Ponyo is about a man who is so convinced that his daughter has been kidnapped that he sends massive waves of destruction throughout the world. This gargantuan flood destroys thousands of cities, but it is said that it didn’t cause enough damage to eradicate life on earth. Instead, several sections of the Earth are completely wiped out and are forced to start civilization from the beginning again, particularly in areas near bodies of water. These events mark a turn in the history of the Ghibli timeline.


Princess Mononoke who was raised by wolves.

Princess Mononoke who was raised by wolves.

A New Beginning: Princess Mononoke

Princess Mononoke is said to have taken place on a small island that was completely devastated by the flood from Ponyo’s father. The people who survived were forced to build up civilization from scratch again. However, they wanted to tear down the forests in order to further their development. This created tension between the humans, the animals, and the forest spirits, which later led to a war.


The Redevelopment of Civilization: Castle in the Sky

One of the floating castles created to sustain life.

One of the floating castles created to sustain life.

Castle in the Sky features floating castles and cities which were said to have been developed after the flood destroyed everything. The people who survived decided it wouldn’t be efficient to stay on the ground where all of their resources were depleted, but instead thought it would be better to build sustainable, flying chunks of land that they would be able to restart on. All of this wouldn’t have been possible without the technology that these people would have had access to by means of other cities that were not destroyed or by the advanced aircrafts that were also left relatively intact, unlike inĀ Princess Mononoke in which they were completely isolated on a small island.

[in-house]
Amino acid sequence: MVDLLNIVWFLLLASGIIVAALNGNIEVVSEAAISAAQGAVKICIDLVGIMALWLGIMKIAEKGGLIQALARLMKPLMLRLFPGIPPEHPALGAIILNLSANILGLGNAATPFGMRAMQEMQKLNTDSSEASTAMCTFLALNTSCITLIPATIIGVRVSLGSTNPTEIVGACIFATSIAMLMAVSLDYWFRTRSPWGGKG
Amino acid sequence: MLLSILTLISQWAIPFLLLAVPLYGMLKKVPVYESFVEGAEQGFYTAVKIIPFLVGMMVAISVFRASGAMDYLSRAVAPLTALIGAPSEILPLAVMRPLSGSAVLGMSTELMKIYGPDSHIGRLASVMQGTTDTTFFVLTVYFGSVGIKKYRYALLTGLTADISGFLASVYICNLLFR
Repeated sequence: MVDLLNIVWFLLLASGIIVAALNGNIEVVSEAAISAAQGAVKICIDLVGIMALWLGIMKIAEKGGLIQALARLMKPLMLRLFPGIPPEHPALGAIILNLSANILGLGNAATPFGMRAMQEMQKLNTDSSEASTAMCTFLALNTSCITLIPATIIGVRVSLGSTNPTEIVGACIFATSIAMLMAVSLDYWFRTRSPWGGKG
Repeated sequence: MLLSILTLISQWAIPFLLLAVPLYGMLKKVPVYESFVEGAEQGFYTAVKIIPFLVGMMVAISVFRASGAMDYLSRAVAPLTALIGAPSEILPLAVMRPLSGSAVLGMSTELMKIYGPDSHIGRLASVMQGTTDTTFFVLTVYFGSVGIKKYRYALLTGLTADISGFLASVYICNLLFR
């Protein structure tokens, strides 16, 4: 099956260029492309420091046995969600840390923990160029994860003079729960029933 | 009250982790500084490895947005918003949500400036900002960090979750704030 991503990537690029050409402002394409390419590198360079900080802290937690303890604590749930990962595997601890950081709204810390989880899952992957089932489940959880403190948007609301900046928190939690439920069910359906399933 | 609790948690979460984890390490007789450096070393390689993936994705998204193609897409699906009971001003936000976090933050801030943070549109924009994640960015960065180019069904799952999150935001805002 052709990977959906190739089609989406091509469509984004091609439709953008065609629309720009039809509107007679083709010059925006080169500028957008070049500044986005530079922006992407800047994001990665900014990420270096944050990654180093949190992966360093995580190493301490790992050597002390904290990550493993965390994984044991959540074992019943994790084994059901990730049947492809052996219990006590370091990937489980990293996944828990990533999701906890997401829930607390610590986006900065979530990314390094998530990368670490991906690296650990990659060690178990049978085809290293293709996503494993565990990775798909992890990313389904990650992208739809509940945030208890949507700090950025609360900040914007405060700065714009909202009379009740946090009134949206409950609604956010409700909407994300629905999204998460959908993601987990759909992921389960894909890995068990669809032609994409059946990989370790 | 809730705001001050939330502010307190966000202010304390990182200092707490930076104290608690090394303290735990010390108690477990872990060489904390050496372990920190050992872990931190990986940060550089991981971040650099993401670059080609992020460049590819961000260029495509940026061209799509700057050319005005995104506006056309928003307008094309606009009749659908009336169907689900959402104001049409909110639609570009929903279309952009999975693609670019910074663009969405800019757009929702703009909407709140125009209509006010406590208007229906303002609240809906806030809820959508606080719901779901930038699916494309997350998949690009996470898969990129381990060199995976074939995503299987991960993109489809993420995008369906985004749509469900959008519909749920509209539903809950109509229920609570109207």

So What’s Next?

Unfortunately, unlike the Pixar Theory, the Miyazaki Theory will likely not have any more movies added onto it. This is due to the fact that Hayao Miyazaki retired a couple of years ago and would also not be able to confirm nor deny the validity of this theory. But that doesn’t stop the fans from speculating.

In my next blog post, I would like to finally delve into one of the top grossing movies in Japan, Spirited Away, and its own conspiracy theory.

 

2 thoughts on “The Miyazaki Theory

  1. zae5019 says:

    I am normally not interested in film theories as they get too complicated and fabricated over time, but your explanation of the Miyazaki theory is really fascinating! I can definitely see how it corresponds to the Pixar Theory as it connects different universes that seem to have no similarities at first glance. I may actually get into Studio Ghibli to get more info on this theory. I can’t wait to hear about spirited away and its own theory. Great Post!

  2. amh6802 says:

    I really enjoyed this blog! I thought it was interesting because I was familiar with the Pixar movies in your previous blog, but the only one I had heard of before is Ponyo. The descriptions of the different films were informative and again make me want to watch them! Are they available on streaming sites such as Netflix?